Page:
To learn more about the script, invoke bash update_ocp.sh --help.

      During and after an infrastructure upgrade, existing integrations continue to run with the older versions of Fuse Online libraries and dependencies.

  4. Upgrade Fuse Online integrations that are running as follows:

    1. In Fuse Online, select the integration that you want to upgrade.
    2. Select Edit.
    3. Select Publish to republish the integration.

    Republishing the integration forces a rebuild that uses the latest Fuse Online dependencies.

1.3. Upgrading Fuse Online integrations

When you upgrade to Fuse Online 7.9, you should determine whether you need to make changes to your existing integrations.

Review the Apache Camel updates described in Camel Migration Considerations.

Even if your integrations do not require changes, you must republish any running integrations because during and after an infrastructure upgrade, existing integrations continue to run with the older versions of Fuse Online libraries and dependencies. To have them run with the updated versions, you must republish them.

Procedure

To republish your integrations, in your Fuse Online environment:

  1. In the Fuse Online left navigation panel, click Integrations.
  2. For each integration:

    1. To the right of the integration entry, click three vertical dots and select Edit.
    2. When Fuse Online displays the integration for editing, in the upper right, click Publish.

Publishing forces a rebuild that uses the latest Fuse Online dependencies.

Note

The Fuse Online user interface shows a warning if any element of an integration has a newer dependency that you need to update.

1.3.1. Camel migration considerations

Red Hat Fuse uses Apache Camel 2.23. You should consider the following updates to Camel 2.22 and 2.23 when you upgrade to Fuse 7.8.

Camel 2.22 updates

  • Camel has upgraded from Spring Boot v1 to v2 and therefore v1 is no longer supported.
  • Upgraded to Spring Framework 5. Camel should work with Spring 4.3.x as well, but going forward Spring 5.x will be the minimum Spring version in future releases.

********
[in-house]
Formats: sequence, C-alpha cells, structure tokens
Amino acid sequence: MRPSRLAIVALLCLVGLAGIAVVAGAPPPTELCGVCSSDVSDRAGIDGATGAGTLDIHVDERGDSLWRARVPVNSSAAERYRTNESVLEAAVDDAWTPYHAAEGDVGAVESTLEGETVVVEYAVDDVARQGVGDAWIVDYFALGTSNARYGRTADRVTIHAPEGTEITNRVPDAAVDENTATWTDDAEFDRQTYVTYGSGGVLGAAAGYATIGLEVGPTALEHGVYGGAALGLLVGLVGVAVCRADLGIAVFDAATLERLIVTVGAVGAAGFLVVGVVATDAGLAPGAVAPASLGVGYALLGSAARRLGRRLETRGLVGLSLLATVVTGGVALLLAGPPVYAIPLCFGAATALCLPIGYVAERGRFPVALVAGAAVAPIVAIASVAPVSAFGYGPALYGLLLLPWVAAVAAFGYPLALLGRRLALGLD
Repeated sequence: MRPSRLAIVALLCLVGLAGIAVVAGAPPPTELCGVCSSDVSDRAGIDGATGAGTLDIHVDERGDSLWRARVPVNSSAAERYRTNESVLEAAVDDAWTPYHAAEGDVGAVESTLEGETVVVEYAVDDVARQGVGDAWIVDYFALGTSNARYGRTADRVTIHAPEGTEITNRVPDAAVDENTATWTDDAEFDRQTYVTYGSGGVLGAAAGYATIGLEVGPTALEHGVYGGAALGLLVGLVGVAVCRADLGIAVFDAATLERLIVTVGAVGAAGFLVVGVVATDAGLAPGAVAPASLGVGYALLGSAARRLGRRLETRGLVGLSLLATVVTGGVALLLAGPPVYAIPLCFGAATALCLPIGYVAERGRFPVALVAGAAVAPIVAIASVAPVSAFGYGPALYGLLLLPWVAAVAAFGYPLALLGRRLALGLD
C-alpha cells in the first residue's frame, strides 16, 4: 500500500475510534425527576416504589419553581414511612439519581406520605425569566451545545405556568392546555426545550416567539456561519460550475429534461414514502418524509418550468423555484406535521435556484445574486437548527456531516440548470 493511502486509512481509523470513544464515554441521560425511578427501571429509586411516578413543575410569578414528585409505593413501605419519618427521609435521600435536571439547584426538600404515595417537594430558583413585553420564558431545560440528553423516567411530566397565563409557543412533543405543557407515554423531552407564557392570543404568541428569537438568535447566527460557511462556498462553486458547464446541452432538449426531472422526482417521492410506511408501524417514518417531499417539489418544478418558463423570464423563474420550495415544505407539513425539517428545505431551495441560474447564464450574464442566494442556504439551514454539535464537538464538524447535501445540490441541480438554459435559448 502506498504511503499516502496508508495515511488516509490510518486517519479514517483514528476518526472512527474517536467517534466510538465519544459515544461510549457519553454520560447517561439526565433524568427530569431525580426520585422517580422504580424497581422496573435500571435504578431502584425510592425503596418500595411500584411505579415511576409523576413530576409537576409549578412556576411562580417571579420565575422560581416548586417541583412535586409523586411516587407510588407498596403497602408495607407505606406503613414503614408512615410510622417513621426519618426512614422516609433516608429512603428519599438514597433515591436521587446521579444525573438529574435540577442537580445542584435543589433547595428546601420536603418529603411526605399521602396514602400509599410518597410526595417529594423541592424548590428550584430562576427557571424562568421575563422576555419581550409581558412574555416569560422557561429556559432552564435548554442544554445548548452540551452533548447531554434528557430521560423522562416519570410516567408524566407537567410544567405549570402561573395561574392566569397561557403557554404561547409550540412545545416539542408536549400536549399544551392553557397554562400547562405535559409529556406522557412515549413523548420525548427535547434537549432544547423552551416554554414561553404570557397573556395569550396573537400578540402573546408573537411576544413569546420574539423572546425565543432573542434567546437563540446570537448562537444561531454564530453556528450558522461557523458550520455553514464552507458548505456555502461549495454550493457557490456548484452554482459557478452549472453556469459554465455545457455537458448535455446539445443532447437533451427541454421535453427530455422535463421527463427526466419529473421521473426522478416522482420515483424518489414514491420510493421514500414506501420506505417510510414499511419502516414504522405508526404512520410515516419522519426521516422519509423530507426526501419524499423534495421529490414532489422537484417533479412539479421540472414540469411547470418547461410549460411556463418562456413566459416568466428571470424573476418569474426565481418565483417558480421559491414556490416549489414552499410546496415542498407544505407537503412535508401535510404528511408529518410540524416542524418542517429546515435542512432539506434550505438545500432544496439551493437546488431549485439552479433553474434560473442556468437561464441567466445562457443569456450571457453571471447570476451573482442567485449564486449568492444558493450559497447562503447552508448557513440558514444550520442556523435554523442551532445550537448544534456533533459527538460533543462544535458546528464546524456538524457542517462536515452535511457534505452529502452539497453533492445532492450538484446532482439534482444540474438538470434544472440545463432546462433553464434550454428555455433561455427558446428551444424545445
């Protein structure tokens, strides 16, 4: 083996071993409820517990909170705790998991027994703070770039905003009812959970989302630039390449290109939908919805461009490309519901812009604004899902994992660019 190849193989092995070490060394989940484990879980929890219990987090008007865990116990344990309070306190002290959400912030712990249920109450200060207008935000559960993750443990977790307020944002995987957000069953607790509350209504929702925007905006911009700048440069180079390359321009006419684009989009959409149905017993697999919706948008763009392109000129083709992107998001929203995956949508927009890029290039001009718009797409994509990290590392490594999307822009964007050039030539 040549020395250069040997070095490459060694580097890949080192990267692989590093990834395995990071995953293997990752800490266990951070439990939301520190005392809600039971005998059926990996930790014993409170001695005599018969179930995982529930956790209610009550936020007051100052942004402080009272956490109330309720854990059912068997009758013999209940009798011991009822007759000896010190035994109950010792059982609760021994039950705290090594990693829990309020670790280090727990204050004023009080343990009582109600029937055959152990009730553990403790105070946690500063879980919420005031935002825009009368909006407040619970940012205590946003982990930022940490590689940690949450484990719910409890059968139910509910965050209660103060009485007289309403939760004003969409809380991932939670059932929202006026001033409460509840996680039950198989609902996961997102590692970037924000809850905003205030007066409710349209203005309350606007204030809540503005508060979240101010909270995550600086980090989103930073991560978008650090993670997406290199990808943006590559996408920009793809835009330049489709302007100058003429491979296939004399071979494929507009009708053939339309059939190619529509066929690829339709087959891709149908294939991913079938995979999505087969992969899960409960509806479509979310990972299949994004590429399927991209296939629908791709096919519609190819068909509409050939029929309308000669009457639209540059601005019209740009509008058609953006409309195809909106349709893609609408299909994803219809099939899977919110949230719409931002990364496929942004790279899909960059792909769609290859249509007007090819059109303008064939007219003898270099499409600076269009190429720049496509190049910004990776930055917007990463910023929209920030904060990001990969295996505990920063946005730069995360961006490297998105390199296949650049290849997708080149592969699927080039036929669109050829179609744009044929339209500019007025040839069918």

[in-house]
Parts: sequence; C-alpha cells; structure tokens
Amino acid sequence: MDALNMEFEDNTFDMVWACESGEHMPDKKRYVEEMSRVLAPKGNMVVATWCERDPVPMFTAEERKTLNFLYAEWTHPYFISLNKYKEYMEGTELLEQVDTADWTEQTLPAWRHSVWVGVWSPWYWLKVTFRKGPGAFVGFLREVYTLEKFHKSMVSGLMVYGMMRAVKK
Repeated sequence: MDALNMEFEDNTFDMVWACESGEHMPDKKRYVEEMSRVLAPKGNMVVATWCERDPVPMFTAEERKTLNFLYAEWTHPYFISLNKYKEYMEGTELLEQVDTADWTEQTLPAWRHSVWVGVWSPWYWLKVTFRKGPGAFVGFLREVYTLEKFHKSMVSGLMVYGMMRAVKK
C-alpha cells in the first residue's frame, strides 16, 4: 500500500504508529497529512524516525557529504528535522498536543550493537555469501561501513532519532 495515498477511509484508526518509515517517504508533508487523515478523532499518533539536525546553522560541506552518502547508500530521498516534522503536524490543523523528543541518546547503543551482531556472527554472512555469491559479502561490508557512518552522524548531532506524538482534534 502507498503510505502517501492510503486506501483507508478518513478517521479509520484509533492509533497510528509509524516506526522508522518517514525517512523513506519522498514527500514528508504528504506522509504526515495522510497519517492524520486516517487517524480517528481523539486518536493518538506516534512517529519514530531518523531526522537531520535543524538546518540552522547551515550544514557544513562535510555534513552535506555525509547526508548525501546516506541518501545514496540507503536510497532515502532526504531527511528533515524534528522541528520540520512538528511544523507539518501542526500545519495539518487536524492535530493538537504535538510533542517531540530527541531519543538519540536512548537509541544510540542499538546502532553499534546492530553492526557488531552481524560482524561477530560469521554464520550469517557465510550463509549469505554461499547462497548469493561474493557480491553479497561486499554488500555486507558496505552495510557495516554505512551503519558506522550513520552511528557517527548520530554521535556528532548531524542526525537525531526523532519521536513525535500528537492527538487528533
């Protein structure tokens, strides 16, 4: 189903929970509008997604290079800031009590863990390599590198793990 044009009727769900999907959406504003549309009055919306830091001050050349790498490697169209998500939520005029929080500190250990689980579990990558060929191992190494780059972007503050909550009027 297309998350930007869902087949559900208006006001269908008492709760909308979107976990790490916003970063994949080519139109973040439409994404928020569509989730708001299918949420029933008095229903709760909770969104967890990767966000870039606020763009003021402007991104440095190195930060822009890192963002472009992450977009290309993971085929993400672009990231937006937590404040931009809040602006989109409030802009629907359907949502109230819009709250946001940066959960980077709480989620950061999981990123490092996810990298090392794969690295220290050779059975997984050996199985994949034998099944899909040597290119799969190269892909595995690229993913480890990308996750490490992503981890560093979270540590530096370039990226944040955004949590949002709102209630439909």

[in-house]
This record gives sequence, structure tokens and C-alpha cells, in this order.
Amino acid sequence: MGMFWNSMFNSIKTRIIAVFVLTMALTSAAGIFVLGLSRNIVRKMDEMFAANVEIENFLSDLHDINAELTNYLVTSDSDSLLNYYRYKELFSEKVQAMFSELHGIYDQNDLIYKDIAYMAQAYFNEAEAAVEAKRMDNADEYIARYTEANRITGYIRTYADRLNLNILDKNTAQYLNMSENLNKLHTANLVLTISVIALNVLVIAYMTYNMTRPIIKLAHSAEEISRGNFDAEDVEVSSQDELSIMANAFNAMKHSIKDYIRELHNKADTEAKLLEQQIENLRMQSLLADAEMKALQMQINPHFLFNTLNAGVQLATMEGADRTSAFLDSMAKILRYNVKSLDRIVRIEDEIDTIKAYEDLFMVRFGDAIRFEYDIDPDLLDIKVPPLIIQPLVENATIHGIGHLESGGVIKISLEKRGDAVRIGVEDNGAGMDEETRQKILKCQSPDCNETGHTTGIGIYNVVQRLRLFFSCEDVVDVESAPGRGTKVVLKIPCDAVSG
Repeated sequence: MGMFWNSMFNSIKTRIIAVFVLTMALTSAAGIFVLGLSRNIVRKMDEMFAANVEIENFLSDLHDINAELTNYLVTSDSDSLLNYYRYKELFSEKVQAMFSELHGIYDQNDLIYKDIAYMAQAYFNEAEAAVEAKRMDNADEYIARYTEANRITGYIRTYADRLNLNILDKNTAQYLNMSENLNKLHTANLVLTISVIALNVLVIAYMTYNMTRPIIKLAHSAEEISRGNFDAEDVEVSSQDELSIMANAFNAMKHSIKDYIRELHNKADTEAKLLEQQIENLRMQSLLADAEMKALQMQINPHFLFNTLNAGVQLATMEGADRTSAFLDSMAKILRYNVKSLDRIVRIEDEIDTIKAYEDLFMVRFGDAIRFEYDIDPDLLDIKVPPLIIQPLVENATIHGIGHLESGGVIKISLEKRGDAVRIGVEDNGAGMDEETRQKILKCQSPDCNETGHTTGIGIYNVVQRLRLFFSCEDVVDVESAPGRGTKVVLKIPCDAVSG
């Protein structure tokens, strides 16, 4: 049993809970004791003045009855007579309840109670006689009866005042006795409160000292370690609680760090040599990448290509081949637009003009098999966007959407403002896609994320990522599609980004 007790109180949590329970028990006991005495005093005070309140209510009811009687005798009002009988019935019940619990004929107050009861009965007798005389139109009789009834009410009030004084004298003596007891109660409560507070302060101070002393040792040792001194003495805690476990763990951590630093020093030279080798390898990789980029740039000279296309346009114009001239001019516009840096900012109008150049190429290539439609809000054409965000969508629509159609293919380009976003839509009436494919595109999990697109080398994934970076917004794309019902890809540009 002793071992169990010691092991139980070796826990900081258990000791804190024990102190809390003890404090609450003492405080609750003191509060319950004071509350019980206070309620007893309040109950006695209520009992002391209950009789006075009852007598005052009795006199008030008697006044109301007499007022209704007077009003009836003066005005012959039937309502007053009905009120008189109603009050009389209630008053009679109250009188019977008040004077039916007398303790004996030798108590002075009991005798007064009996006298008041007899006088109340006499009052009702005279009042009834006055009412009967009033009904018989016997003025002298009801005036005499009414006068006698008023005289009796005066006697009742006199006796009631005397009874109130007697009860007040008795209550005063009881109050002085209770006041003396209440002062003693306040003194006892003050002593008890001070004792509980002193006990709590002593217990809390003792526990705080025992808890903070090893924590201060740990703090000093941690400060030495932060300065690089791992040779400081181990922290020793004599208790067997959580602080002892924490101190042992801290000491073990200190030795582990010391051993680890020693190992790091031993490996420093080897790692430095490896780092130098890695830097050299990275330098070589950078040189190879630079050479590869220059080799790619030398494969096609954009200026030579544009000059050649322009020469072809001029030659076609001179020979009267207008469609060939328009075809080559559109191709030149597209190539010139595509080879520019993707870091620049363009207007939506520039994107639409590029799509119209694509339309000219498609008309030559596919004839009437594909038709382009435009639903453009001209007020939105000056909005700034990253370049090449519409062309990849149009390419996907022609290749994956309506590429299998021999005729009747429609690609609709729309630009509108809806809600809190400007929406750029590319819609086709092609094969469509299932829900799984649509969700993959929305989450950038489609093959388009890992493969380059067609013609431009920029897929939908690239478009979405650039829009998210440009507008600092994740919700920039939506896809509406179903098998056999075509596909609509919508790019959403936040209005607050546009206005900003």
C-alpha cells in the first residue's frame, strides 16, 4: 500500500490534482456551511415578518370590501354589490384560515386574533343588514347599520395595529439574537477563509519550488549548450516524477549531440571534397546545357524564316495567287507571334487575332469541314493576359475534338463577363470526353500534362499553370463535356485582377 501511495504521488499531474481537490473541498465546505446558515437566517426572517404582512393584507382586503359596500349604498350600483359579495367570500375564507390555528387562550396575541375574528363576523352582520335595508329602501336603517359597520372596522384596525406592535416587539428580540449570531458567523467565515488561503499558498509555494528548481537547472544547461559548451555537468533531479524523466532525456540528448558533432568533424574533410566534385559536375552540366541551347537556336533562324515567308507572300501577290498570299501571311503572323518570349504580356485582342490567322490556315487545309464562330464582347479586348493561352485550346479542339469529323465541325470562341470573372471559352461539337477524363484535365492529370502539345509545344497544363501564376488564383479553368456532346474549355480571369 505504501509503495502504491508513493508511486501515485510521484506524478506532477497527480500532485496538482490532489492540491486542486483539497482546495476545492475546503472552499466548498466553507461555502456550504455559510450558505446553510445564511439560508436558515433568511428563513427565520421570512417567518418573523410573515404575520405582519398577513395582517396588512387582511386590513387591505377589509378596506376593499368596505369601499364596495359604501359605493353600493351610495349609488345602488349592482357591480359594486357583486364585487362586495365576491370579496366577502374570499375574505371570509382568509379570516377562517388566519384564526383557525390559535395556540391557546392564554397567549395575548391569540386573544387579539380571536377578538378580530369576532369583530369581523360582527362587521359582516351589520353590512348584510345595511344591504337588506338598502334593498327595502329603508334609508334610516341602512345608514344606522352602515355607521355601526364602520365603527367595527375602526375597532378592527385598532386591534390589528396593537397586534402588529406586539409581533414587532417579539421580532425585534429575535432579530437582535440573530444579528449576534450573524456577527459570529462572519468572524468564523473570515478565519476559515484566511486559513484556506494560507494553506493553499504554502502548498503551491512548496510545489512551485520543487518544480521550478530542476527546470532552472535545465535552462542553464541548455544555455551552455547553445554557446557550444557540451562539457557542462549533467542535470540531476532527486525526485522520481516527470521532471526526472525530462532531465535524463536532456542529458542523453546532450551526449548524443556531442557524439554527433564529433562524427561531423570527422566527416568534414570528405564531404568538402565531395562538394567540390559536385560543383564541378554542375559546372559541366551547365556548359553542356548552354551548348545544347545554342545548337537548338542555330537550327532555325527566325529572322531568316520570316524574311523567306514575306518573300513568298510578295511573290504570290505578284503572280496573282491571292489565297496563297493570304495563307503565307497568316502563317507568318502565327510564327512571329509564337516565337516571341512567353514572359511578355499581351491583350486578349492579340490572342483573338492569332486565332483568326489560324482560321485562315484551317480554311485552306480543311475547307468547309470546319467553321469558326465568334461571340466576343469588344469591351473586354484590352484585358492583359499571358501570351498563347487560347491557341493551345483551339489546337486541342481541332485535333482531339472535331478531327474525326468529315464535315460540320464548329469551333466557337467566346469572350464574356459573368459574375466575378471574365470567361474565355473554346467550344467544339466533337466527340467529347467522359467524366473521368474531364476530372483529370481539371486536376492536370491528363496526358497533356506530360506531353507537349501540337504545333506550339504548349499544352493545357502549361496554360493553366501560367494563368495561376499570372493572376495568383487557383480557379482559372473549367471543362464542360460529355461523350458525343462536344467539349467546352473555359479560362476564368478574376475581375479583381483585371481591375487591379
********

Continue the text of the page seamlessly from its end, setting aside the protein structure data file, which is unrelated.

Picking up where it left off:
• Upgraded to Karaf 4.2. You may run Camel on Karaf 4.1 but we only officially support Karaf 4.2 in this release.
  • Optimized using toD DSL to reuse endpoints and producers for components where it is possible. For example, HTTP based components will now reuse producer (HTTP clients) with dynamic URIs sending to the same host.
  • The File2 consumer with read-lock idempotent/idempotent-changed can now be configured to delay the release tasks to expand the window when a file is regarded as in-process, which is usable in active/active cluster settings with a shared idempotent repository to ensure other nodes don’t too quickly see a processed file as a file they can process (only needed if you have readLockRemoveOnCommit=true).
  • Allow to plugin a custom request/reply correlation id manager implementation on Netty4 producer in request/reply mode. The Twitter component now uses extended mode by default to support tweets greater than 140 characters
  • Rest DSL producer now supports being configured in REST configuration by using endpointProperties.
  • The Kafka component now supports HeaderFilterStrategy to plugin custom implementations for controlling header mappings between Camel and Kafka messages.
  • REST DSL now supports client request validation to validate that Content-Type/Accept headers are possible for the REST service.
  • Camel now has a Service Registry SPI which allows you to register routes to a service registry (such as consul, etcd, or zookeeper) by using a Camel implementation or Spring Cloud.
  • The SEDA component now has a default queue size of 1000 instead of unlimited.
  • The following noteworthy issues have been fixed:

    • Fixed a CXF continuation timeout issue with camel-cxf consumer that could cause the consumer to return a response with data instead of triggering a timeout to the calling SOAP client.